Copolymers of Cyclopentadithiophene and Electron-Deficient Aromatic Units Designed for Photovoltaic Applications

Authors

  • Johan C. Bijleveld,

    1. Molecular Materials and Nanosystems Eindhoven University of Technology P.O. Box 513 5600 MB Eindhoven (The Netherlands)
    Search for more papers by this author
  • Munazza Shahid,

    1. Molecular Materials and Nanosystems Eindhoven University of Technology P.O. Box 513 5600 MB Eindhoven (The Netherlands)
    2. Dutch Polymer Institute (DPI) P.O. Box 902 5600 AX Eindhoven (The Netherlands)
    Search for more papers by this author
  • Jan Gilot,

    1. Molecular Materials and Nanosystems Eindhoven University of Technology P.O. Box 513 5600 MB Eindhoven (The Netherlands)
    Search for more papers by this author
  • Martijn M. Wienk,

    1. Molecular Materials and Nanosystems Eindhoven University of Technology P.O. Box 513 5600 MB Eindhoven (The Netherlands)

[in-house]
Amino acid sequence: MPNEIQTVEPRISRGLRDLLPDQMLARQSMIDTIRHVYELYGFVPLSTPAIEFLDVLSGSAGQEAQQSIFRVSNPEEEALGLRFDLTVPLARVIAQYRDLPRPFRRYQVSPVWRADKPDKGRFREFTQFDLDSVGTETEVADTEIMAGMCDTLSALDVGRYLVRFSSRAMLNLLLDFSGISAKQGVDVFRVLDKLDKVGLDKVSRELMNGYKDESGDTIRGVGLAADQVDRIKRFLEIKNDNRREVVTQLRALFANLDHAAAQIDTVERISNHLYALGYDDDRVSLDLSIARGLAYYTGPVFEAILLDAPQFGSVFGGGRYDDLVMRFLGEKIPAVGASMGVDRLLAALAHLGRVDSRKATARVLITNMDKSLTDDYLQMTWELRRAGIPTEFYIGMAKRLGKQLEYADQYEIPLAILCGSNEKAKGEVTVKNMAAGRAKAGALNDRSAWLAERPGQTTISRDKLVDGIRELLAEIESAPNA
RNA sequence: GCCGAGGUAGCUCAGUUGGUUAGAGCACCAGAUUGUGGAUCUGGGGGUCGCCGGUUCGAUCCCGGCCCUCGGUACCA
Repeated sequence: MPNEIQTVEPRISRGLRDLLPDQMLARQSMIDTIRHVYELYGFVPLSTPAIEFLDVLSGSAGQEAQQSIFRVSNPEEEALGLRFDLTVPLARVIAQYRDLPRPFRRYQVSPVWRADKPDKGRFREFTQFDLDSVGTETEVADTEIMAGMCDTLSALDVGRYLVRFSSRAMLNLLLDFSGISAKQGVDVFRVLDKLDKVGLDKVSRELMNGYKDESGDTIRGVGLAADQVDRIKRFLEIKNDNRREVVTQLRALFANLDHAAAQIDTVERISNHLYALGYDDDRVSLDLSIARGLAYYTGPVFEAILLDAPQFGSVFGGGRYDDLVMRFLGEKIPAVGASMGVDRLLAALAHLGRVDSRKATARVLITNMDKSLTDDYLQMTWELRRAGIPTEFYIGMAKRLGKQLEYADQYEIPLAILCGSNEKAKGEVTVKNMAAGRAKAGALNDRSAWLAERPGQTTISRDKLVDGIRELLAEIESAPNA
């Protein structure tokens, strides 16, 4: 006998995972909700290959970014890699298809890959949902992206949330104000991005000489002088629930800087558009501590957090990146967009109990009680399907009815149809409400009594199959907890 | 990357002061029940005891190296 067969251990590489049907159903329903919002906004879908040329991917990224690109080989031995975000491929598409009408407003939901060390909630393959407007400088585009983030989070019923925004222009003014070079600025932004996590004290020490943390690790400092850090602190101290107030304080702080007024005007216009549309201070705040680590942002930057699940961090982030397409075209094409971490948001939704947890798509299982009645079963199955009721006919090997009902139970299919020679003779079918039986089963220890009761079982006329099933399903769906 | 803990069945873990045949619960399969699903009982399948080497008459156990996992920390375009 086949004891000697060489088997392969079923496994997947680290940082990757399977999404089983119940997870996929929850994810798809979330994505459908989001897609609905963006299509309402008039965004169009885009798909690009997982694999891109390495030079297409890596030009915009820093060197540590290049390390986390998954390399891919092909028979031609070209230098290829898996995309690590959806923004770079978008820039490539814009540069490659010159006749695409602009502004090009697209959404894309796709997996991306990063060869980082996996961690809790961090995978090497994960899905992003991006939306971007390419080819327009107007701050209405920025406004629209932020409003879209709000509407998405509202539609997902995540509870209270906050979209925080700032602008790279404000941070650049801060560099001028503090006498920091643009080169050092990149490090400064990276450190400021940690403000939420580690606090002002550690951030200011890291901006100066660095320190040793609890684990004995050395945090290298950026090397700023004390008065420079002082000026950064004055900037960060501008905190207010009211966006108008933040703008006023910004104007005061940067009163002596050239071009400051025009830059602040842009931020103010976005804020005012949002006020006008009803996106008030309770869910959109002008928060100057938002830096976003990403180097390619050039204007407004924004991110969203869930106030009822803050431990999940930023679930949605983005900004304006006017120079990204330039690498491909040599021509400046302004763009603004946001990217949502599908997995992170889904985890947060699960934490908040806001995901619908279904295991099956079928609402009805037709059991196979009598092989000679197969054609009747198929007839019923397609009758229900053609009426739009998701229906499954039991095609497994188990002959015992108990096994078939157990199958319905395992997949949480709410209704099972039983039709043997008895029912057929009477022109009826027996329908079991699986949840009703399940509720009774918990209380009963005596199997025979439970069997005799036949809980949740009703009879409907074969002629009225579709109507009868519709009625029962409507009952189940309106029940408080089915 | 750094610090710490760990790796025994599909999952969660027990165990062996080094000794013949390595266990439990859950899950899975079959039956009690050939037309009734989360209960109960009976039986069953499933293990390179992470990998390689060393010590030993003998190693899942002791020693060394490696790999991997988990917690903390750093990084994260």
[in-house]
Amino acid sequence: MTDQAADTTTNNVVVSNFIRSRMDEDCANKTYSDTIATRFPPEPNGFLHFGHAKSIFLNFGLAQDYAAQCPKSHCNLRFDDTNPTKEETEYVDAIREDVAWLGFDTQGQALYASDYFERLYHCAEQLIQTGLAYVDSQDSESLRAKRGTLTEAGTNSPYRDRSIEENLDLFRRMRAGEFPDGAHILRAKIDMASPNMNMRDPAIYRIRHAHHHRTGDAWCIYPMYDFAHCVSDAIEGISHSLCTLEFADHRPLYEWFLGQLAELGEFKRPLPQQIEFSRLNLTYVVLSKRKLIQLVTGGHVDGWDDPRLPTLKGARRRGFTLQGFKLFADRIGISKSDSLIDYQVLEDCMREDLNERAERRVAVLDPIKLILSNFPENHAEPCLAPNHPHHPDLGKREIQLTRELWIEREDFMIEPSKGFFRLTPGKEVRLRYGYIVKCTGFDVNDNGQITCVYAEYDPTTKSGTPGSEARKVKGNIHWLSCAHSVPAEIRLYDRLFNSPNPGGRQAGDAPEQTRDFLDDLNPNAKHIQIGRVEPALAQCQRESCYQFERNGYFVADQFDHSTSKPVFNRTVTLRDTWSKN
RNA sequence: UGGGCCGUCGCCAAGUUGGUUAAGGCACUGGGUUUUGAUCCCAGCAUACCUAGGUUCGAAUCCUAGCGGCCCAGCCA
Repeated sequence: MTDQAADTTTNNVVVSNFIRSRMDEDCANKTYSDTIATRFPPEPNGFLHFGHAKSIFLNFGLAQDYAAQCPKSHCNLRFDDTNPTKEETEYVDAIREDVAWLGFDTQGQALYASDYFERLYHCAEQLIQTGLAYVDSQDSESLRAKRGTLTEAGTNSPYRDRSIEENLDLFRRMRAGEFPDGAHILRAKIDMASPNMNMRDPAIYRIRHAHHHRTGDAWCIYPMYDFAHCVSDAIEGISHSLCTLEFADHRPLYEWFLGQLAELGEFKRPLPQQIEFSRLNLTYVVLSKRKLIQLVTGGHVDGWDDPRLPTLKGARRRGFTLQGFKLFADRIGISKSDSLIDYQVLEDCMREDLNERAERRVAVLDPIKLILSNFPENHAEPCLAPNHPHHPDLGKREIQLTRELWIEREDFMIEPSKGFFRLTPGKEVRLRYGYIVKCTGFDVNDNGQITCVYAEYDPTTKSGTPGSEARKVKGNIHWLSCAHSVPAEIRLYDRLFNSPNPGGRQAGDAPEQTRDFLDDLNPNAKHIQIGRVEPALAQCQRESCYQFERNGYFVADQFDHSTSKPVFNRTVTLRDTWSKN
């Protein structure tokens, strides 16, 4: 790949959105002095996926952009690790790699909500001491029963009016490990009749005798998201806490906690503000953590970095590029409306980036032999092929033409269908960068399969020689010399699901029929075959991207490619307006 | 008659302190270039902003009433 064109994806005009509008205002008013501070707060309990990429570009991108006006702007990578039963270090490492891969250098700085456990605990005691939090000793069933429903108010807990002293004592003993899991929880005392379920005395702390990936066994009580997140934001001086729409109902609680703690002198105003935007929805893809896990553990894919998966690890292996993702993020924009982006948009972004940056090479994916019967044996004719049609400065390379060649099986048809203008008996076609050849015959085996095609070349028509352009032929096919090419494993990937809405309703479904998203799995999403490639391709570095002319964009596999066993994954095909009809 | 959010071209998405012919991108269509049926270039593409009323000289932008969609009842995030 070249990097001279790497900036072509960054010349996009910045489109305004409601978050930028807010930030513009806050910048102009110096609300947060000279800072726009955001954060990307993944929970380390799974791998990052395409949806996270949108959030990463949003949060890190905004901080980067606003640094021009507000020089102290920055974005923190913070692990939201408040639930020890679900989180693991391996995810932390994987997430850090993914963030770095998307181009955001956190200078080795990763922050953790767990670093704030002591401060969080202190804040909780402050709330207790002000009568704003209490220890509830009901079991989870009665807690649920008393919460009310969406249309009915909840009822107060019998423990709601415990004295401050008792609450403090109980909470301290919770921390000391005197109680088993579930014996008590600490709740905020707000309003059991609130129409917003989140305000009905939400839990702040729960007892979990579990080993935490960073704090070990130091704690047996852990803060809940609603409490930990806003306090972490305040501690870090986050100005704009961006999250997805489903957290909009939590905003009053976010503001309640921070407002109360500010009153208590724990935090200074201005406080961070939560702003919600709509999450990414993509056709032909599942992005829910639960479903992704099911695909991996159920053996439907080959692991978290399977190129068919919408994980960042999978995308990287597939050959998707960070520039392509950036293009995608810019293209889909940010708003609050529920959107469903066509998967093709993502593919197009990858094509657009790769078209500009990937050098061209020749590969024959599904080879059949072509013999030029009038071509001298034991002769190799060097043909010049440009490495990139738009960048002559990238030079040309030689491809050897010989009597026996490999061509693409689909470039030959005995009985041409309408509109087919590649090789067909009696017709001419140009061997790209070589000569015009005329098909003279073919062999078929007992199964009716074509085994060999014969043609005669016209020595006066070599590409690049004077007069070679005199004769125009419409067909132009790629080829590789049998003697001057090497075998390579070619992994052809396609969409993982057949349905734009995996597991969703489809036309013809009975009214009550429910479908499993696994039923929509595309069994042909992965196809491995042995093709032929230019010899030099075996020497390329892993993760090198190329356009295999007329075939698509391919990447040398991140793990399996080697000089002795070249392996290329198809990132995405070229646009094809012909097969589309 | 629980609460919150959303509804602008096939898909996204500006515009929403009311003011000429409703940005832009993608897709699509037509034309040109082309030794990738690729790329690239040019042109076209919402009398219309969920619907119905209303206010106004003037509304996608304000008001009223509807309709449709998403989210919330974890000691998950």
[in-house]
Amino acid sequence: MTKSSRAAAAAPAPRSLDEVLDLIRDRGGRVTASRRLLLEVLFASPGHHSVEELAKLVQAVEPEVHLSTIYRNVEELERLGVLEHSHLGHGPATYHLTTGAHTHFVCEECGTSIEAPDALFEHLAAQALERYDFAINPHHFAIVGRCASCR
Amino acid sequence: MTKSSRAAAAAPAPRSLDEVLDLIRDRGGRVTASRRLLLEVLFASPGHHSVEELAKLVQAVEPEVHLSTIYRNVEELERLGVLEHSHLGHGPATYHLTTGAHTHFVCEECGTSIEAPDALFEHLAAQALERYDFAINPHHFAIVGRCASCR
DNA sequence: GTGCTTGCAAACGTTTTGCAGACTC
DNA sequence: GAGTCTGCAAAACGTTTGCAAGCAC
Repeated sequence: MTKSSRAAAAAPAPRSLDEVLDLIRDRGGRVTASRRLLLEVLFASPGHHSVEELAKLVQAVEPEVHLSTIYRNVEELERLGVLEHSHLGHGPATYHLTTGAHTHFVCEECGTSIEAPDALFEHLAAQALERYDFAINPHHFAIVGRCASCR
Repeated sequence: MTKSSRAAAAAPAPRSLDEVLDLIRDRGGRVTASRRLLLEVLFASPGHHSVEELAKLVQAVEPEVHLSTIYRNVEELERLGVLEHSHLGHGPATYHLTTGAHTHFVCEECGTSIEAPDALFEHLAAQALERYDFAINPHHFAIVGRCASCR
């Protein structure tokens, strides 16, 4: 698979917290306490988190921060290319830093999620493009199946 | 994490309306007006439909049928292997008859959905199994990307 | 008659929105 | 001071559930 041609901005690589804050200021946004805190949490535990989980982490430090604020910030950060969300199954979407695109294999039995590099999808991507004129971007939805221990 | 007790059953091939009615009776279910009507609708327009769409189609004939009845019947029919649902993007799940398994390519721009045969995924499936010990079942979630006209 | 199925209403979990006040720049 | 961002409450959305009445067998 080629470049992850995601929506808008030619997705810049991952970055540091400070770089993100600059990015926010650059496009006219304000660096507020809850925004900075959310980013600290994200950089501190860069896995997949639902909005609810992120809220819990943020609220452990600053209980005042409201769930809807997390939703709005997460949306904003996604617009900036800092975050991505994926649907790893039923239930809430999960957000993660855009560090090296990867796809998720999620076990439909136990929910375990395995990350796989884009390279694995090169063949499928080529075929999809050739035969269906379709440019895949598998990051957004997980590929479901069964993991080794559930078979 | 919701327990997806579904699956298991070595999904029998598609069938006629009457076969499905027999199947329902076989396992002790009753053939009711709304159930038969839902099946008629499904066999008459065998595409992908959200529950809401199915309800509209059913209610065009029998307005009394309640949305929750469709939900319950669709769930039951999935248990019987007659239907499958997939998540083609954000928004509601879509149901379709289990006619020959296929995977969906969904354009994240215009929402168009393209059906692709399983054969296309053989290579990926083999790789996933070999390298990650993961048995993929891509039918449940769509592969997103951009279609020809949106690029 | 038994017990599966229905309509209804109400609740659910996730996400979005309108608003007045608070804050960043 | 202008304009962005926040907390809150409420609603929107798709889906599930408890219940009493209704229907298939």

Search for more papers by this author
  • René A. J. Janssen

    Corresponding author
    1. Molecular Materials and Nanosystems Eindhoven University of Technology P.O. Box 513 5600 MB Eindhoven (The Netherlands)
    • Molecular Materials and Nanosystems Eindhoven University of Technology P.O. Box 513 5600 MB Eindhoven (The Netherlands).
    Search for more papers by this author

Abstract

Alternating copolymers based on cyclopentadithiophene (CPDT) and five different electron-deficient aromatic units with reduced optical band gaps are synthesized via Suzuki coupling. All polymers show a significant photovoltaic response when mixed with a fullerene acceptor. The frontier orbital levels of the new polymers are designed to minimize energy losses by increasing the open-circuit voltage with respect to the optical band gap, while maintaining a high coverage of the absorption with the solar spectrum. The best cells are obtained for a copolymer of CPDT and benzooxadiazole (BO) with a band gap of 1.47 eV. This cell gives a short-circuit current of 5.4 mA cm−2, an open-circuit voltage of 0.78 V, and a fill factor of 0.6, resulting in a power conversion efficiency of about 2.5%.

Ancillary